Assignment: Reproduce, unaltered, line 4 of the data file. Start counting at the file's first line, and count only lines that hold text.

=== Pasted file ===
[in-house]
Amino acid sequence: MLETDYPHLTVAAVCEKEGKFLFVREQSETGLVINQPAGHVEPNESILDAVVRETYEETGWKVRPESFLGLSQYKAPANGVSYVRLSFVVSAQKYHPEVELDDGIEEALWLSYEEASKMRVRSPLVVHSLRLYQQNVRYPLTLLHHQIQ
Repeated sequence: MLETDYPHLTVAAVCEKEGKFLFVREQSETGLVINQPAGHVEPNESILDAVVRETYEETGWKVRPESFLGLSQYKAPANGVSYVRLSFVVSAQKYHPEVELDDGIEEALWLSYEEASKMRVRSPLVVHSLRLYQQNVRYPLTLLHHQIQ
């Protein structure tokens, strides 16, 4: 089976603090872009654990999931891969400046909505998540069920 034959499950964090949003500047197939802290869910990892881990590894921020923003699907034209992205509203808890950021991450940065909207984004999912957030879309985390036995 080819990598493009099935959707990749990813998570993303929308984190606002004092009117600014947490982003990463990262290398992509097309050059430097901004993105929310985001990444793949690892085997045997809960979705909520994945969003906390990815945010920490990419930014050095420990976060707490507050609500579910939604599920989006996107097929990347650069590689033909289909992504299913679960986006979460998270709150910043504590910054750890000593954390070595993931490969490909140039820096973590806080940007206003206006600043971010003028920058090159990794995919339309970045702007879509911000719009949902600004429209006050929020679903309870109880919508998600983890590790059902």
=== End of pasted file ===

């Protein structure tokens, strides 16, 4: 089976603090872009654990999931891969400046909505998540069920 034959499950964090949003500047197939802290869910990892881990590894921020923003699907034209992205509203808890950021991450940065909207984004999912957030879309985390036995 080819990598493009099935959707990749990813998570993303929308984190606002004092009117600014947490982003990463990262290398992509097309050059430097901004993105929310985001990444793949690892085997045997809960979705909520994945969003906390990815945010920490990419930014050095420990976060707490507050609500579910939604599920989006996107097929990347650069590689033909289909992504299913679960986006979460998270709150910043504590910054750890000593954390070595993931490969490909140039820096973590806080940007206003206006600043971010003028920058090159990794995919339309970045702007879509911000719009949902600004429209006050929020679903309870109880919508998600983890590790059902």